Recordings of William Cody, Knute Rockne and Miss Hattie Nevada (who?) are just a few examples from the world of vintage Personality records
By Kurt Nauck
Last month we looked at the world of Classical and Operatic 78rpm recordings; this time we’ll consider what are commonly referred to as Personality records. In the vintage (pre-1950s) record market, a personality record is loosely defined as a recording made by a singer, actor, vaudeville performer, athlete, comedian or any other entertainer who had some degree of fame beyond their recording career. The primary discography dealing with such recordings is The Complete Entertainment Discography, 1897-1942 by Brian Rust and Allen Debus. The revised 2nd edition of this work was published in 1989 and is now out of print; however, copies do turn up from time to time on eBay and other collector sites. Though the second edition lists many more records than the first, only the earlier edition contains recordings by composers and lyricists. (George Gershwin, Victor Herbert and Cole Porter, for example.)
Another terrific reference worth picking up is The American Stage Performers Discography, 1891-1932 by Allan Sutton. This work covers both disc and cylinder recordings made by American actors, vaudevillians and musical comedy stars through 1932. (It is available at www.78rpm.com)
The market for personality recordings is strong, and has always maintained a loyal following. The reason for this is because — perhaps more than any other genre — personality discs cover such a wide spectrum of recorded music. You can find personality records in styles ranging from jazz to opera, from comedy to academic lectures, from vanity records to items of historical interest, and from the dawn of recorded sound to the end of the 78rpm era. In the space remaining, let’s look at some examples that have sold in recent Nauck’s Vintage Record Auction (VRA) catalogs. Items will be preceded by the auction and lot numbers.
[VRA 59, Lot 695] Our Spring 2016 catalog had many interesting personality records, a good number of which appeared in a section of the catalog entitled Special Pressings. The category included educational records, vanity pressings, promos, advertising discs and a number of recordings whose purpose can only be guessed at. Within this listing were the first records made by famed negro concert singer Roland Hayes. Recorded by the Columbia Graphophone Co. in 1917-18, these sides were privately contracted by Hayes who sold them through agents, friends, newspaper advertisements and at his personal concert appearances. The discs are important pieces of American recorded history and they seldom turn up. His very first record (Swing Low, Sweet Chariot in E – condition) brought $165.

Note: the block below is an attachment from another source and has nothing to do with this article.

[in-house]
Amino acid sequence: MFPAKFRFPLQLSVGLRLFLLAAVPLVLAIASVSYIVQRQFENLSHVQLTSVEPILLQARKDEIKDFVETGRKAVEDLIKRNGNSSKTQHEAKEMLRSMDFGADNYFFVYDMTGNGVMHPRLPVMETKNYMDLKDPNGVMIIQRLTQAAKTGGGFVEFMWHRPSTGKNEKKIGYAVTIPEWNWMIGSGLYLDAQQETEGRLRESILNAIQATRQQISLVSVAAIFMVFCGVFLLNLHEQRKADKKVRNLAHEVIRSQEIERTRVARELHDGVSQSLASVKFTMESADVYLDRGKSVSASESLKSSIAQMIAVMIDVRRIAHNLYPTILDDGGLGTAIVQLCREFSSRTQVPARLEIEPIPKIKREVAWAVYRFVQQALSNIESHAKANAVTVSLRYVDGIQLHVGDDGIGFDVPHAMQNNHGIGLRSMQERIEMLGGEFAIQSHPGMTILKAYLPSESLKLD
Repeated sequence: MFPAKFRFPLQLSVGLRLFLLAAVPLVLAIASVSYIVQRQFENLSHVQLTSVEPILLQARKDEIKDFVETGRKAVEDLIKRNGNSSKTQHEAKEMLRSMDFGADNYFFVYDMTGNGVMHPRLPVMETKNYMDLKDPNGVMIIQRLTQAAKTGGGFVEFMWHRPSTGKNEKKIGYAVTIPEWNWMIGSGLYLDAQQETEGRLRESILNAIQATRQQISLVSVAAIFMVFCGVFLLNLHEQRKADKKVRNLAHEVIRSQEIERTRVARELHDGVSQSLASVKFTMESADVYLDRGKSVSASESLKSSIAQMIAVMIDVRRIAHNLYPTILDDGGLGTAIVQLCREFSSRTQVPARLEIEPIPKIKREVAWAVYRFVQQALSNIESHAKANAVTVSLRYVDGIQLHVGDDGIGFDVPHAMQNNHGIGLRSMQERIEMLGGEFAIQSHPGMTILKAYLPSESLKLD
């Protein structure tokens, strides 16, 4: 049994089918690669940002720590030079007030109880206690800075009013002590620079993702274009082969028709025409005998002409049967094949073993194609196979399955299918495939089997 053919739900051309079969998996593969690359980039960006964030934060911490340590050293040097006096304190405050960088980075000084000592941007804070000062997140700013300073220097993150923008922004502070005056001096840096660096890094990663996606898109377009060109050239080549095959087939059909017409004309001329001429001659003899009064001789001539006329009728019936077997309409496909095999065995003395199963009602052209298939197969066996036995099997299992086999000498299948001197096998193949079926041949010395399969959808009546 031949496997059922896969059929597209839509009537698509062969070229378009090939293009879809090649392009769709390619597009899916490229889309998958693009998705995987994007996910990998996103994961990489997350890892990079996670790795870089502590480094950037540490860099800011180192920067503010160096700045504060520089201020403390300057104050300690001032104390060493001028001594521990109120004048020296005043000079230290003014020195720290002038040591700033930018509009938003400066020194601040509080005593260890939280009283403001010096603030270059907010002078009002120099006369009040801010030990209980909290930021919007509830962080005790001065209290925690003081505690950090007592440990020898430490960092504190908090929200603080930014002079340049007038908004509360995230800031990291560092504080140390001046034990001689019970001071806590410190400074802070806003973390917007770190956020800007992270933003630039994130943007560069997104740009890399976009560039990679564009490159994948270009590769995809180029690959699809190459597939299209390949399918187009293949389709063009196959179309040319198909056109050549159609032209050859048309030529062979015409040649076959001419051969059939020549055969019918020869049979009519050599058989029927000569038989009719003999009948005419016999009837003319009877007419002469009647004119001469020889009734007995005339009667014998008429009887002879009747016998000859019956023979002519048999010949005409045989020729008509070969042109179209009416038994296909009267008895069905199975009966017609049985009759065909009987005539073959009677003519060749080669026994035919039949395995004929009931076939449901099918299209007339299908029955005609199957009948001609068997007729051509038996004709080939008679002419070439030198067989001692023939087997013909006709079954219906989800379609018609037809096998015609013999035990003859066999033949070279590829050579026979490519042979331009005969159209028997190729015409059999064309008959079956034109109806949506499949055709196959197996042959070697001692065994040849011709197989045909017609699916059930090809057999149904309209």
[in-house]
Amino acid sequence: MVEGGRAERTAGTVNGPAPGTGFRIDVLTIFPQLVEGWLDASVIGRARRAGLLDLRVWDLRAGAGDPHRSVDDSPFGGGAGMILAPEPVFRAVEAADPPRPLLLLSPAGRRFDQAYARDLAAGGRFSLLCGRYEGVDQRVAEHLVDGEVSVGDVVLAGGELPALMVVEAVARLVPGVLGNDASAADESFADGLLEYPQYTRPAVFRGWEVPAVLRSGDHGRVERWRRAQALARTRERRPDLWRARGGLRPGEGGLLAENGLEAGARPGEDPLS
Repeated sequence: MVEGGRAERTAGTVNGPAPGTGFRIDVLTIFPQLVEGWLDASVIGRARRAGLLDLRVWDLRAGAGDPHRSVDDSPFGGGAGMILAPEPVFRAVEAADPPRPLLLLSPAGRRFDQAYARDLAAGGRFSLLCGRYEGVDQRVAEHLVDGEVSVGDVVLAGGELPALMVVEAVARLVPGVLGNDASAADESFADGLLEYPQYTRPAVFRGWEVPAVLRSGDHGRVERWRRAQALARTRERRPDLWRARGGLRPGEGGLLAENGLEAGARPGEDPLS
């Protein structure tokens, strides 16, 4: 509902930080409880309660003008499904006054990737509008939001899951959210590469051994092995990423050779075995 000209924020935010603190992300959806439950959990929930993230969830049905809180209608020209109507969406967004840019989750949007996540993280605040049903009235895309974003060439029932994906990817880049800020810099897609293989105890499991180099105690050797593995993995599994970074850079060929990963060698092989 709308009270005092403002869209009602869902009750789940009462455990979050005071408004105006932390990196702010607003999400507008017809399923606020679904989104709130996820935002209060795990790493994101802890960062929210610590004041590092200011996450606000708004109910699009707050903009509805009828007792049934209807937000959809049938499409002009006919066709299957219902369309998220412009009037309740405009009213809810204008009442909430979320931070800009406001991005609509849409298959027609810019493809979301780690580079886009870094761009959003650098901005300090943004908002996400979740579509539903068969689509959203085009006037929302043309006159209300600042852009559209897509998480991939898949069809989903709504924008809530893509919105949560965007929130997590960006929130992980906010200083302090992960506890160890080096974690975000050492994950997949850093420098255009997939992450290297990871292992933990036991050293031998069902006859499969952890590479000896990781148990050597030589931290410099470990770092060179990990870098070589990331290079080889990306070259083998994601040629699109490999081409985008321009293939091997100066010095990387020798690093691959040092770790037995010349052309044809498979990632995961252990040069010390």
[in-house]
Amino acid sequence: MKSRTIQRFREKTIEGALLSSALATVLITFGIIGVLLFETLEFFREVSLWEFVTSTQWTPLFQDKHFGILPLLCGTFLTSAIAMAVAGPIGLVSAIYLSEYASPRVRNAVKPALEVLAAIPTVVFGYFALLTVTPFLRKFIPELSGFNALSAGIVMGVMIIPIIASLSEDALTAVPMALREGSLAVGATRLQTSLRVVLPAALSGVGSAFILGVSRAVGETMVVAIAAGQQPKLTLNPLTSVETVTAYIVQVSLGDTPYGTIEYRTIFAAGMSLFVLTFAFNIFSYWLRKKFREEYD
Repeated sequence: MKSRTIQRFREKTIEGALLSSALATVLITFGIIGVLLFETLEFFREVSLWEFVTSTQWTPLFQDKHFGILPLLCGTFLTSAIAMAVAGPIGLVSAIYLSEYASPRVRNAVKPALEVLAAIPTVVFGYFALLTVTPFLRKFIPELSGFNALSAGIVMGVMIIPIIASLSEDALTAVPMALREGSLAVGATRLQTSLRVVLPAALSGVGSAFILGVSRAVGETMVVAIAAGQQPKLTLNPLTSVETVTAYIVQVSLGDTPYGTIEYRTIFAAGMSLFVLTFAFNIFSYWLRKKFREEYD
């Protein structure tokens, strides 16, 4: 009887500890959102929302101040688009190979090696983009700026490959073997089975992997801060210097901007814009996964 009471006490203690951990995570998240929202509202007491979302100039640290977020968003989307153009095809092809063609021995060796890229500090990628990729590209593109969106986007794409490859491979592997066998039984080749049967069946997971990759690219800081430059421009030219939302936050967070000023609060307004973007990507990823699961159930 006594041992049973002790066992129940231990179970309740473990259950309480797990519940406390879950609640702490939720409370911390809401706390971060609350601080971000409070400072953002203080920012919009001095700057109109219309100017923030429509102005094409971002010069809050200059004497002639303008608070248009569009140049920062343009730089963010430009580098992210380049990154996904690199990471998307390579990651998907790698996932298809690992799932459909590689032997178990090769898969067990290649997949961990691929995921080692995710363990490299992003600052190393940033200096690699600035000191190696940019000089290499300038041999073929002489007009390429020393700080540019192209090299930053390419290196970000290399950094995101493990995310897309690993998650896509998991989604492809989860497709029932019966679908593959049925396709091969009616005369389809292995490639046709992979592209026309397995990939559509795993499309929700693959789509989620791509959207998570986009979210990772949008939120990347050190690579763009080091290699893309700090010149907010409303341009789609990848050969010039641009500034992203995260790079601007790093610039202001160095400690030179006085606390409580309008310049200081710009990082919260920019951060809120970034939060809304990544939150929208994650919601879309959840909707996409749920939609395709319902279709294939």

[VRA 59, Lot 9] Of much greater importance was a spectacular rarity of which only three copies are known to exist: an 1898 recording by William “Buffalo Bill” Cody entitled Sentiments on the Cuban Question. This 7” disc was issued by the Berliner Gramophone Co. as part of a celebrity series, which featured recordings by famed evangelist Dwight L. Moody, actors, Joseph Jefferson and Ada Rehan, and politicians Robert Ingersoll and Chauncey Depew. This was the only recording Cody ever made, and of the three known copies, one resides in the Library of Congress. We listed our example with a minimum bid of $25,000. It did not sell and therefore remains safely ensconced within the sound archive at Fort Nauck’s.